Medical Institutions Introduce Residency Programs in Addiction Medicine
In a growing acceptance that addiction is a physical disease, ten medical institutions have recently introduced the first accredited residency programs in addiction medicine. The one-year residency programs, accredited by the American Board of Addiction Medicine, will follow a physician's primary residency in internal or family medicine and will, hopefully, expand understanding by the public and other physicians that addiction is a complex disease, as well as expanding knowledge and application of a wide range of treatment options.
Acknowledging problems with physicians' communication skills, in a welcome change, more medical schools are including a "people skills test" for physicians as part of their education. NY Times, July 11, 2011. Ironically, this coincides with the increasing pressure on many physicians to limit the time spent with patients due to insurance coverage limitations, especially in the area of psychiatry. (NY Times, March 6, 2011)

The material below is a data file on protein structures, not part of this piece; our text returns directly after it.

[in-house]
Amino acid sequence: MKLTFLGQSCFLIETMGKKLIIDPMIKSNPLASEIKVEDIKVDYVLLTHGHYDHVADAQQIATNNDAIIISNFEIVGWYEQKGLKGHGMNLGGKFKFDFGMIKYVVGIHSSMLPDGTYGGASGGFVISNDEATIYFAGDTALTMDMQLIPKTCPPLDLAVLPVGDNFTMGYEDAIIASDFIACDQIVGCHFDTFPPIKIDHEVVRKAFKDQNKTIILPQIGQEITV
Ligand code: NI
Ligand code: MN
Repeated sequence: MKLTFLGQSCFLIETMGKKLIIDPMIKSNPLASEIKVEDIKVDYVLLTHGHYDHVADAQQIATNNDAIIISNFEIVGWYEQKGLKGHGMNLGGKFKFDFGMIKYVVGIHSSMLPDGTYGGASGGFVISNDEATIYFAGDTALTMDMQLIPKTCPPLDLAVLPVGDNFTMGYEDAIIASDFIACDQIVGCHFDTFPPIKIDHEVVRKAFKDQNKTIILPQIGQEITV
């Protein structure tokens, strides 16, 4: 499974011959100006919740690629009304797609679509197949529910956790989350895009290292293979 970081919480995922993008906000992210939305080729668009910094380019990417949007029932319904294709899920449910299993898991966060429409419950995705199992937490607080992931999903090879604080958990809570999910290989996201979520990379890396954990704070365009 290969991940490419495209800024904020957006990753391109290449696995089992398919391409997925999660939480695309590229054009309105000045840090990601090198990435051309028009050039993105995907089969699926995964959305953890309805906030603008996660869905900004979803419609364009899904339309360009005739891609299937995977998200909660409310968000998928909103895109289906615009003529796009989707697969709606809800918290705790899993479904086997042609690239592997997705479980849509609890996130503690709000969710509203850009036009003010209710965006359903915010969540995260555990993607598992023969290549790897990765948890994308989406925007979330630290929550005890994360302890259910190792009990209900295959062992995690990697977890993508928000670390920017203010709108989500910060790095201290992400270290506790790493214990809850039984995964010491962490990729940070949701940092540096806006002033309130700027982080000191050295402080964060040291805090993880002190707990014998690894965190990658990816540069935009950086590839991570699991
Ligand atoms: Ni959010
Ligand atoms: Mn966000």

In the recent case of Williams v. Booker, the Georgia Court of Appeals rejected the plaintiff's claim of negligence based on facts that Williams was an active alcoholic at the time of her surgery. Instead, the court affirmed its earlier opinions that "in medical malpractice suits, evidence of a physicians' alcohol or drug use or addiction is relevant and admissible only when there is evidence from which the jury may infer that the physician was under the influence of alcohol or drugs at the time of the allegedly negligent treatment." Williams v. Booker, A11A0634, A11A0635.